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FAA Release NEW rules for UAS Operations

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For those who fly in areas that have no cell service the addition of any hardware will be useless. So I suspect people in those remote areas will continue to fly as they do now.
I wouldnt be surprised if 5g tech made those places fewer and fewer. its not so much about customers in those areas as its about coverage....ultimately. think about it this way. If drones are seen to present a clear and present concern to the NAS I can easily see the govt paying a provider for towers especially along the coast and borders without cell customers.
 
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I wouldnt be surprised if 5g tech made those places fewer and fewer. its not so much about customers in those areas as its about coverage....ultimately. think about it this way. If drones are seen to present a clear and present concern to the NAS I can easily see the govt paying a provider for towers especially along the coast and borders without cell customers.
Maybe but the rub here is 5G requires a lot more towers that are closer together. Building that infrastructure won't happen over night and it definitely won't happen in time for the FAA deadline. There are people living in my area with no coverage so the only thing the telcoms have been able to do for them is provide range boosters in their house to get 4G. There are a lot of dead zones in Michigan. Personally, I like that, especially when trying to get away from it all. That and driving on seasonal roads that the vehicle GPS warns that there is no road or data where I'm at.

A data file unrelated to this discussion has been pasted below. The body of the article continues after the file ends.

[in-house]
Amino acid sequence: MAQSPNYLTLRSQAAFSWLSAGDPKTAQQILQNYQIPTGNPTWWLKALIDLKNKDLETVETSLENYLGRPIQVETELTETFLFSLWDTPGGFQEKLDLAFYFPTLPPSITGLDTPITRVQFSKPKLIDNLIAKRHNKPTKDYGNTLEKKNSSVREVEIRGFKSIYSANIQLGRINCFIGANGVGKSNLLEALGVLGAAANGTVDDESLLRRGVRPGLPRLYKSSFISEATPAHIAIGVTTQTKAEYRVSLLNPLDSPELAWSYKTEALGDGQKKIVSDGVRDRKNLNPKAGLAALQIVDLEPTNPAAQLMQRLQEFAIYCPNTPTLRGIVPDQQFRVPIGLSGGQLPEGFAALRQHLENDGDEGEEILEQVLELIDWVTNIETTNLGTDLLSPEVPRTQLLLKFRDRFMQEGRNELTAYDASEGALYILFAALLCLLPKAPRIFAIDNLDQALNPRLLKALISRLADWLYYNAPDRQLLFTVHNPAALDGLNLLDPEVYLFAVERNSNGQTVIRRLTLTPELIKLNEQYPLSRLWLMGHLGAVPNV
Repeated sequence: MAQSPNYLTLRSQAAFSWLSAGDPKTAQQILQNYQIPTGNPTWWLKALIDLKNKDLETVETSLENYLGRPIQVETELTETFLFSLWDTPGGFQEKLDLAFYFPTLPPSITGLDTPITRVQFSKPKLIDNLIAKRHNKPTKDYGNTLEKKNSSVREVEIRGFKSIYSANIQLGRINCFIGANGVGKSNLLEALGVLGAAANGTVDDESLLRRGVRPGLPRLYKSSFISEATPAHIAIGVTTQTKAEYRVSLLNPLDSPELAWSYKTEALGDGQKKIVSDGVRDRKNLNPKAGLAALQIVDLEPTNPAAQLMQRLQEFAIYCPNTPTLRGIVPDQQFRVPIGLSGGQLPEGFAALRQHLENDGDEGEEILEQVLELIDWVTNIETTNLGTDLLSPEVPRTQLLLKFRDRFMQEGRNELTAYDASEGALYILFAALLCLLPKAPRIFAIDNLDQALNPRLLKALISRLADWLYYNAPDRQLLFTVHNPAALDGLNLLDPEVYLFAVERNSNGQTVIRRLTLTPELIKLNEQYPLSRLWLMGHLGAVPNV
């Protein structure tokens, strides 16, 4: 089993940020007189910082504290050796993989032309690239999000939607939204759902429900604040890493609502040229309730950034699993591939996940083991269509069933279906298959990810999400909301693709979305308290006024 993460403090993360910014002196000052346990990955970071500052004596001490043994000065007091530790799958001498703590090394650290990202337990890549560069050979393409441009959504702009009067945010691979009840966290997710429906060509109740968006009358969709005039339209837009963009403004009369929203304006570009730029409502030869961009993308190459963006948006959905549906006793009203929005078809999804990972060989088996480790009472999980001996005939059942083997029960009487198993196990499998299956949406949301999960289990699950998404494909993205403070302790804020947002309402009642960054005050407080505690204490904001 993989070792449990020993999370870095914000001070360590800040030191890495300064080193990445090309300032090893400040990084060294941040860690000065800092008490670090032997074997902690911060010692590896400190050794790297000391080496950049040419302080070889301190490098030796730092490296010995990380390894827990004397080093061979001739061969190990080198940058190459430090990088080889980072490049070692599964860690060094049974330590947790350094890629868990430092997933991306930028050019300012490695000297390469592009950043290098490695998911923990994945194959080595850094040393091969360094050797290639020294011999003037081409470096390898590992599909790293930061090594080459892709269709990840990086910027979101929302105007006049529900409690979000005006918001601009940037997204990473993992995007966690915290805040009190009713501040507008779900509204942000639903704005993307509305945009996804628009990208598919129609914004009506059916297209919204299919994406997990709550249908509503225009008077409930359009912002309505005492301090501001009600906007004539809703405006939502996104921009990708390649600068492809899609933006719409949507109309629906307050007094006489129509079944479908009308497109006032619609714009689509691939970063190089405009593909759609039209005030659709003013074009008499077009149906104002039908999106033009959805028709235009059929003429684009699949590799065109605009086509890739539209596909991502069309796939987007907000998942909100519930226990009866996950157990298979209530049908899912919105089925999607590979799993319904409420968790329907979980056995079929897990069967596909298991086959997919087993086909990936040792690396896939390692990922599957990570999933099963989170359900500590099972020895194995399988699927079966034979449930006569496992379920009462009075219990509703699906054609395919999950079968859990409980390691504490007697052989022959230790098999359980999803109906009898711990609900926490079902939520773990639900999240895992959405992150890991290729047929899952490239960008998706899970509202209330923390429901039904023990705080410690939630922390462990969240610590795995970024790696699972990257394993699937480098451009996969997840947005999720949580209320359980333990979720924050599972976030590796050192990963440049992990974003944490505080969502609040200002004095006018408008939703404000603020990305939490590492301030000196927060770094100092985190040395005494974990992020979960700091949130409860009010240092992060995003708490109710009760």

In the United States we're pretty full of ourselves but with all of the dead and data less zones I've personally experienced, that and school kids with no WiFi, having to drive to find a public school bus to use as a hot spot to be able to connect to school, it's just pathetic and embarrassing. We're more like a 3rd world country than most people would like to believe.

So tell me again how the FAA thinks this will work and in 2 years? Not as planned that's for sure. Give me a break.
 
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Is remote ID a requirement when operating outside of the following airspace?


  • Class A, B, and C airspace;
  • Class E airspace at or above 10,000 feet msl, excluding airspace at and below 2,500 feet agl;
  • Within 30 nautical miles of a Class B primary airport (the Mode C veil);
  • Above the ceiling and within the lateral boundaries of Class B or Class C airspace up to 10,000 feet;